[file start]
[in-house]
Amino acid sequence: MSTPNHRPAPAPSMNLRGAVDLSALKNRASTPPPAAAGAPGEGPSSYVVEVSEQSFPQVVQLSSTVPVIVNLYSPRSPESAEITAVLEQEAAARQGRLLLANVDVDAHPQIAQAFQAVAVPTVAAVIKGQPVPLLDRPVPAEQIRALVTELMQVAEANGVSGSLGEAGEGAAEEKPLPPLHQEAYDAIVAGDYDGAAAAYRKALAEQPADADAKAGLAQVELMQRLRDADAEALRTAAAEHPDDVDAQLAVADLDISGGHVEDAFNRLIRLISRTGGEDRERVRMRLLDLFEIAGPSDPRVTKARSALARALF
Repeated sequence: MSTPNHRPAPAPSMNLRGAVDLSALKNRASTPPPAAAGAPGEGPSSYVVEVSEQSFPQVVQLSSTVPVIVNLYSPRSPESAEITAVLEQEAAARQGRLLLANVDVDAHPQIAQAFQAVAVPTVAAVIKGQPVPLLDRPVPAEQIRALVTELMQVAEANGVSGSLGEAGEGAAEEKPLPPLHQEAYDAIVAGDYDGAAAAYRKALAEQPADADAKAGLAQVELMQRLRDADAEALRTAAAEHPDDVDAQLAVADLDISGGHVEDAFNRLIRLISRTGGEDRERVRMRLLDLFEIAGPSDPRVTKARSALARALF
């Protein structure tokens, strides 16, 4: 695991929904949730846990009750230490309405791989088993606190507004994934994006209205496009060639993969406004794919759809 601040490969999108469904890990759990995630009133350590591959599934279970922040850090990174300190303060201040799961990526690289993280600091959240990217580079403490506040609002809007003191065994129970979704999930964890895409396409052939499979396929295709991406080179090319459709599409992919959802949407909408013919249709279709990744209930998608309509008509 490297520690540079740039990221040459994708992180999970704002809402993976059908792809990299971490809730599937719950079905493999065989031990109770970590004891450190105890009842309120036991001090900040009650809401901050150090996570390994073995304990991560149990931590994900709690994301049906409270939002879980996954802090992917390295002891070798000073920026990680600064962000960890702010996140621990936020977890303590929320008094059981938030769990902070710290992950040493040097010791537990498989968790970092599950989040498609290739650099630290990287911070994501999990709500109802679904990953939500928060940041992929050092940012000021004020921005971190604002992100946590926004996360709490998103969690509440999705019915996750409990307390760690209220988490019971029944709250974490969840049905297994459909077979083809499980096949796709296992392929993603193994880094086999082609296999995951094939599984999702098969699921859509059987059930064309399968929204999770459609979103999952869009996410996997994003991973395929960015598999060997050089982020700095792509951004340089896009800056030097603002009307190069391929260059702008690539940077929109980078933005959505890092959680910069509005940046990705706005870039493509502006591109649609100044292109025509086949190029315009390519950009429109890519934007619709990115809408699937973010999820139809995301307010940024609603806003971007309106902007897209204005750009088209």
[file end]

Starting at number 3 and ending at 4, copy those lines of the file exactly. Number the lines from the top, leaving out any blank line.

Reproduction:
Repeated sequence: MSTPNHRPAPAPSMNLRGAVDLSALKNRASTPPPAAAGAPGEGPSSYVVEVSEQSFPQVVQLSSTVPVIVNLYSPRSPESAEITAVLEQEAAARQGRLLLANVDVDAHPQIAQAFQAVAVPTVAAVIKGQPVPLLDRPVPAEQIRALVTELMQVAEANGVSGSLGEAGEGAAEEKPLPPLHQEAYDAIVAGDYDGAAAAYRKALAEQPADADAKAGLAQVELMQRLRDADAEALRTAAAEHPDDVDAQLAVADLDISGGHVEDAFNRLIRLISRTGGEDRERVRMRLLDLFEIAGPSDPRVTKARSALARALF
């Protein structure tokens, strides 16, 4: 695991929904949730846990009750230490309405791989088993606190507004994934994006209205496009060639993969406004794919759809 601040490969999108469904890990759990995630009133350590591959599934279970922040850090990174300190303060201040799961990526690289993280600091959240990217580079403490506040609002809007003191065994129970979704999930964890895409396409052939499979396929295709991406080179090319459709599409992919959802949407909408013919249709279709990744209930998608309509008509 490297520690540079740039990221040459994708992180999970704002809402993976059908792809990299971490809730599937719950079905493999065989031990109770970590004891450190105890009842309120036991001090900040009650809401901050150090996570390994073995304990991560149990931590994900709690994301049906409270939002879980996954802090992917390295002891070798000073920026990680600064962000960890702010996140621990936020977890303590929320008094059981938030769990902070710290992950040493040097010791537990498989968790970092599950989040498609290739650099630290990287911070994501999990709500109802679904990953939500928060940041992929050092940012000021004020921005971190604002992100946590926004996360709490998103969690509440999705019915996750409990307390760690209220988490019971029944709250974490969840049905297994459909077979083809499980096949796709296992392929993603193994880094086999082609296999995951094939599984999702098969699921859509059987059930064309399968929204999770459609979103999952869009996410996997994003991973395929960015598999060997050089982020700095792509951004340089896009800056030097603002009307190069391929260059702008690539940077929109980078933005959505890092959680910069509005940046990705706005870039493509502006591109649609100044292109025509086949190029315009390519950009429109890519934007619709990115809408699937973010999820139809995301307010940024609603806003971007309106902007897209204005750009088209």